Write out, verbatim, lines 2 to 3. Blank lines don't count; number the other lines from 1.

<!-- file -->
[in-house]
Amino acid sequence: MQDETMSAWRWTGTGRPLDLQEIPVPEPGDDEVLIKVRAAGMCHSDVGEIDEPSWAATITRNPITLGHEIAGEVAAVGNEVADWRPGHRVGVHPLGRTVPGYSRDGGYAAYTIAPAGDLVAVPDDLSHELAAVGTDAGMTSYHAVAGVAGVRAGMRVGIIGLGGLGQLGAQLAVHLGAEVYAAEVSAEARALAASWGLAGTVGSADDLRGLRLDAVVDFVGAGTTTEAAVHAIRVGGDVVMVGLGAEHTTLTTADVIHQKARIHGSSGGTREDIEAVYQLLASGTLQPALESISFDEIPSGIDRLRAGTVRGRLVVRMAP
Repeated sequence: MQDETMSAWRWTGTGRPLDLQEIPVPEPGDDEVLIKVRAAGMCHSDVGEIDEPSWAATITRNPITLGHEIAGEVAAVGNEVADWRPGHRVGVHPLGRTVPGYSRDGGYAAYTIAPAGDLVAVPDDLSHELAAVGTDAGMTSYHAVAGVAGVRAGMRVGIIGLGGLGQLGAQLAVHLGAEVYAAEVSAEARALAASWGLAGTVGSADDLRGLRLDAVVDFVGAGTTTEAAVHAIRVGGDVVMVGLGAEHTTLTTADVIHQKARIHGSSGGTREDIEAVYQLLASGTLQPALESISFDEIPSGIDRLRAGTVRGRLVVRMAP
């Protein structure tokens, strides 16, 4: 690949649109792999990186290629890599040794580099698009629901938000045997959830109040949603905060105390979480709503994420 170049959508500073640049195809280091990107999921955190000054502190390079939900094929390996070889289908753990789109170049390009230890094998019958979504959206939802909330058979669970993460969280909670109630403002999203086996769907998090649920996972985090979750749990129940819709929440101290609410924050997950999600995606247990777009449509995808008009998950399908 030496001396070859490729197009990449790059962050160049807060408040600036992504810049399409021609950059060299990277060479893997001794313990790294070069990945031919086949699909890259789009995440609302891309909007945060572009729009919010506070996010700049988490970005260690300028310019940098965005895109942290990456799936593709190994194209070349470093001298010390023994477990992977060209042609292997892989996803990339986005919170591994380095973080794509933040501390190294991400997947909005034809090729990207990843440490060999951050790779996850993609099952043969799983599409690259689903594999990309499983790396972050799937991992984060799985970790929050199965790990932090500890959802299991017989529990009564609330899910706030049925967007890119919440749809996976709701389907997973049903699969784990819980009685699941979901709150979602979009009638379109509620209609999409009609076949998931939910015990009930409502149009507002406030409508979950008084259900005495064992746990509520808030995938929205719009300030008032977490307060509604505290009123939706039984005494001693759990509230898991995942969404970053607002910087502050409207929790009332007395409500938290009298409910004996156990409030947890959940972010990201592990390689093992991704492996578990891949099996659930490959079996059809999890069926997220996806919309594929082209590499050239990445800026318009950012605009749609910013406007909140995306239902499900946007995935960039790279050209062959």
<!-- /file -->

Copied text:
Amino acid sequence: MQDETMSAWRWTGTGRPLDLQEIPVPEPGDDEVLIKVRAAGMCHSDVGEIDEPSWAATITRNPITLGHEIAGEVAAVGNEVADWRPGHRVGVHPLGRTVPGYSRDGGYAAYTIAPAGDLVAVPDDLSHELAAVGTDAGMTSYHAVAGVAGVRAGMRVGIIGLGGLGQLGAQLAVHLGAEVYAAEVSAEARALAASWGLAGTVGSADDLRGLRLDAVVDFVGAGTTTEAAVHAIRVGGDVVMVGLGAEHTTLTTADVIHQKARIHGSSGGTREDIEAVYQLLASGTLQPALESISFDEIPSGIDRLRAGTVRGRLVVRMAP
Repeated sequence: MQDETMSAWRWTGTGRPLDLQEIPVPEPGDDEVLIKVRAAGMCHSDVGEIDEPSWAATITRNPITLGHEIAGEVAAVGNEVADWRPGHRVGVHPLGRTVPGYSRDGGYAAYTIAPAGDLVAVPDDLSHELAAVGTDAGMTSYHAVAGVAGVRAGMRVGIIGLGGLGQLGAQLAVHLGAEVYAAEVSAEARALAASWGLAGTVGSADDLRGLRLDAVVDFVGAGTTTEAAVHAIRVGGDVVMVGLGAEHTTLTTADVIHQKARIHGSSGGTREDIEAVYQLLASGTLQPALESISFDEIPSGIDRLRAGTVRGRLVVRMAP